The “latte factor” was a term made popular by David Bach in his book The Automatic Millionaire.
The idea behind the latte factor is that seemingly small and routine purchases like buying a fancy coffee or another seemingly small purchase can add up to large sums over time. Bach argues that by cutting out these small purchases and automating the savings towards saving and investing, you can generate much more wealth over your lifetime.
Does the latte factor matter?
In the 30-Day Blueprint, I help students break their expenses down three categories.
"The Big 3"
The latte factor would fall under "Stuff". Stuff is anything we spend money on that is not part of our basic living expenses or something that adds value to our lives. My take on the latte factor is simple.
It is a good idea to reign in your spending when you are trying to find money to pay off debt and invest. It's helpful to eliminate as much of the "stuff" we spend money on that provides no value.
However, cutting out the small expenses in its self won't turn your finances around or make you rich. If you want to get serious about saving money, you're going to have to make intentional choices about how much money you are spending on "The Big 3";
The average person spends two-thirds of their take-home pay on "The Big 3". If you want to free up money by cutting expenses, "The Big 3" is the place to start, not your daily latte.
For the latte factor to work, you need to remain disciplined. Not only can you not spend any money on "small things" but you have to automate those savings into investments. You have to maintain that discipline for the rest of your life.
The latte factor has no impact if you only stick with it for 6 months. Is it really realistic to expect that you're not going to spend money on any "small" purchases for the rest of your life?
For that reason, the latte factor does not live up to the hype.
The reverse latte factor
I first learned about the concept of the "reverse latte factor" in a post on The Money Wizard. If the latte factor is about the impact of cutting back your spending by a few dollars per day, the reverse latte factor is about increasing your income by a few dollars per day.
Much like the latte factor, you then automate that additional income into investment accounts.
If you made an extra $300 per month from a side hustle. You would call your bank and ask them to set up an automatic monthly transfer of $300 from your checking account to your investment account.
Can the reverse latte factor help you build wealth?
If you have the discipline to stick with it over a long period of time then yes, the reverse latte factor can help you build wealth.
If you could earn an extra $25 per day or $750 per month from a side hustle and you automated those earnings to an investment account where you earned an average 7% return that would add up to a significant amount of money over time.
After 1 year you would have $9,350
After 5 years you would have $54,000
After 10 years you would have $131,000
After 20 years you would have $393,000
After 30 years you would have $920,000
Why the reverse latte factor beats the traditional latte factor
As I discuss extensively in the 30-Day Blueprint nearly every problem in personal finance can be solved by pulling one of the two levers of personal finance.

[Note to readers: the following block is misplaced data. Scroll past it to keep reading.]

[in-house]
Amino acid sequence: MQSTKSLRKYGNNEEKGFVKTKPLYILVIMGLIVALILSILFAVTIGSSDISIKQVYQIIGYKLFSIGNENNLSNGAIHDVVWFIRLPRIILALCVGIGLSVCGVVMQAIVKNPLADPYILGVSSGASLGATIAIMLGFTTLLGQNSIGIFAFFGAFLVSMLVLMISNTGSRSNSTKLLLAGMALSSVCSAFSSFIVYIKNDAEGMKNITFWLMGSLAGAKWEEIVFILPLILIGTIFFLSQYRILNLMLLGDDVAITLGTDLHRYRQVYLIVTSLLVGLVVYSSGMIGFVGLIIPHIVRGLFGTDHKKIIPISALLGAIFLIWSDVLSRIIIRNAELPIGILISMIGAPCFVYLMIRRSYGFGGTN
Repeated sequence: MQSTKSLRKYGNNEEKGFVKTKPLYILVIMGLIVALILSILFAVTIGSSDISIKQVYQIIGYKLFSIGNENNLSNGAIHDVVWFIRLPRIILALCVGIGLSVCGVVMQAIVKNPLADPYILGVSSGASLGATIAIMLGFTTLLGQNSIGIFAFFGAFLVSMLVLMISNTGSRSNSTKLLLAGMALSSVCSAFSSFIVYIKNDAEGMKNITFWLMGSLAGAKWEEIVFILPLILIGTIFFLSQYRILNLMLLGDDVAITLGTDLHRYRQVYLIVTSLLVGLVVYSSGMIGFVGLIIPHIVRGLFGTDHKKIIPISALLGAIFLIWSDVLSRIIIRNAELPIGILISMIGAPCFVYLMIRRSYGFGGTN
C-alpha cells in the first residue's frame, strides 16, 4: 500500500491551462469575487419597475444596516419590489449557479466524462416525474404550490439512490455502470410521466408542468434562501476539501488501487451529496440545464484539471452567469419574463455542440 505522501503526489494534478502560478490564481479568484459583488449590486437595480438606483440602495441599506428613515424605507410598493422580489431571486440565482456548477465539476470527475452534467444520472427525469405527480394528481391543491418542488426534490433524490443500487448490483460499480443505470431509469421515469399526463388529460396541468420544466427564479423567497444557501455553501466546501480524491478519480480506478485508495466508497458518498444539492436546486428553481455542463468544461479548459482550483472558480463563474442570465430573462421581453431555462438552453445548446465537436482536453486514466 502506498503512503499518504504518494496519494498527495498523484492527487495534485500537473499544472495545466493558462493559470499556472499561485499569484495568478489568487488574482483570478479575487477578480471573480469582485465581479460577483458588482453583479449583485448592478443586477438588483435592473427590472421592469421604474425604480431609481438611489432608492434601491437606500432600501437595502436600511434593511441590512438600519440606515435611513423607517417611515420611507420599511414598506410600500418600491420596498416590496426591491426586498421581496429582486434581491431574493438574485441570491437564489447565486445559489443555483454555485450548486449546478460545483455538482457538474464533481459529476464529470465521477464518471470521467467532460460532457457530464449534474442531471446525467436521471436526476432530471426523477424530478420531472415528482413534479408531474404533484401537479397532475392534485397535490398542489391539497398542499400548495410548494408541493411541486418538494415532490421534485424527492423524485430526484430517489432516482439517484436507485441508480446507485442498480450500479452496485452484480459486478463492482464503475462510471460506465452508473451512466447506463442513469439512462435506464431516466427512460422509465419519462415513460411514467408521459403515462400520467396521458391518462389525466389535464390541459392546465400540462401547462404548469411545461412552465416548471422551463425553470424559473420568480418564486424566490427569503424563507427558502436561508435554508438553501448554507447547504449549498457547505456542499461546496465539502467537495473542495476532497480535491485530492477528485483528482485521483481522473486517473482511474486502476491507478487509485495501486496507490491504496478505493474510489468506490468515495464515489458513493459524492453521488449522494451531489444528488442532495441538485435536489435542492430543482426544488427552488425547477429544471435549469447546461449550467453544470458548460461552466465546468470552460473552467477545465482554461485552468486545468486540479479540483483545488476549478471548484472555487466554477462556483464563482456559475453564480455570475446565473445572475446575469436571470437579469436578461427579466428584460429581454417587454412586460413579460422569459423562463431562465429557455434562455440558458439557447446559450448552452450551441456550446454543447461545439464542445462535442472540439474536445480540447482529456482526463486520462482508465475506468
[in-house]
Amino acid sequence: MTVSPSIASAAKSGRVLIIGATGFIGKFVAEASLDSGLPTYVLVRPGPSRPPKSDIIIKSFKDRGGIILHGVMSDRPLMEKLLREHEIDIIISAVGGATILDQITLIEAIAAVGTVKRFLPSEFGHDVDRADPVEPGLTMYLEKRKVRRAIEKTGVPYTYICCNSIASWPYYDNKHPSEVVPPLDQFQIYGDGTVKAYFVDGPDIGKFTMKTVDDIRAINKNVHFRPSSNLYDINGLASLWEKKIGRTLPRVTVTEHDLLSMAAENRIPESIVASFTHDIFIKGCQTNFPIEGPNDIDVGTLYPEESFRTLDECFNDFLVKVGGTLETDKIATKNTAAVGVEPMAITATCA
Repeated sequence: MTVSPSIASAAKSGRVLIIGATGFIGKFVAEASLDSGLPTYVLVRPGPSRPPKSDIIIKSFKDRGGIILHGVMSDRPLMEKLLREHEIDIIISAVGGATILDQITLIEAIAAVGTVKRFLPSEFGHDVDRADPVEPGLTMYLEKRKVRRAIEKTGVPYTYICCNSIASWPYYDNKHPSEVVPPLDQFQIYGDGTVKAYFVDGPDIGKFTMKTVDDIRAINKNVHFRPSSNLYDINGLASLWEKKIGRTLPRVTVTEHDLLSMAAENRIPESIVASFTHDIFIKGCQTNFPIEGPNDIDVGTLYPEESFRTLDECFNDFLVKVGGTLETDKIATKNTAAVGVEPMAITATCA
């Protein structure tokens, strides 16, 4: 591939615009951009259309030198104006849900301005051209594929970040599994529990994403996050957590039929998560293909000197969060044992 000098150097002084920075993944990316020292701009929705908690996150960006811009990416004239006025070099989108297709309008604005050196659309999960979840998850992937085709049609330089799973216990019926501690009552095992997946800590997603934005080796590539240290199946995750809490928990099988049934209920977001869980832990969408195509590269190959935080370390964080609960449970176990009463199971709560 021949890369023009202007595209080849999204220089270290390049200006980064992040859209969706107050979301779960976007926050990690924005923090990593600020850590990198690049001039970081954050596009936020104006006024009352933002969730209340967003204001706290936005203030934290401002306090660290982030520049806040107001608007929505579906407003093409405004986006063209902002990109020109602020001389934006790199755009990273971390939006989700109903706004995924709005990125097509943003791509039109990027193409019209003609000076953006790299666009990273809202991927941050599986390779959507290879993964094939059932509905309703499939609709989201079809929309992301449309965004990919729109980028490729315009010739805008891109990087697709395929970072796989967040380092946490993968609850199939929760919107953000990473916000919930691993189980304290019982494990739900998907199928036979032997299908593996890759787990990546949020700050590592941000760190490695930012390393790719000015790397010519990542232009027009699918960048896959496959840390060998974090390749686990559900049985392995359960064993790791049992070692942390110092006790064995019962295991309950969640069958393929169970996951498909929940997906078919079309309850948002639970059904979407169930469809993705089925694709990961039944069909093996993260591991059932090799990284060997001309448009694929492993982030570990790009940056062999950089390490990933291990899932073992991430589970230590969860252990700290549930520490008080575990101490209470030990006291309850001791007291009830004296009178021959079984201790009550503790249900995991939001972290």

1. The income lever
2. The saving lever
99% of money problems can be solved through some combination of making more money (the income lever) and saving more of the money you already have (the saving lever).
The perfect financial plan will allow you to find the sweet spot between these two levers. If your primary objective is to give yourself as much room for error as possible or if you are trying to climb out of a financial hole, you’ll need to focus on pulling both levers as hard as possible.
From a purely "financial" point of view, it does not matter if you are cutting your expenses by $25 per day or increasing your income by $25 per day.
However, it's been my experience that it is easier to convince people that they need to make more money than it is to convince them that they need to cut their spending.
Spending less money means that people will have to reduce their current standard of living. Most people struggle with reducing their standard of living. Once someone gets used to living a certain lifestyle, it’s difficult for them to move backward.
Since the traditional latte factor asks people to reduce their current standard of living, they are more likely to push back against the concept. People don't like it when you tell them they are broke because they spend too much money on the small stuff. We know this to be true when we see headlines like "The personal finance industry is a scam" in reference to the latte factor.
The reverse latte factor asks people to pull the income lever and bring in more income. I have found that most people work hard. Not only do they work hard, they like the idea of being seen as a hard worker by others.
According to the latte factor, you are the reason you are broke.
According to the reverse latte factor, you are the reason you will become rich.
Which of these two messages do you think people are more likely to respond to?
What do you think about the reverse latte factor? Do you think you would be more likely to pick up a side hustle than cut all "non-essential" spending? Let me know in the comments.
This article is for informational purposes only, it should not be considered Financial or Legal Advice. Not all information will be accurate. Consult a financial professional before making any major financial decisions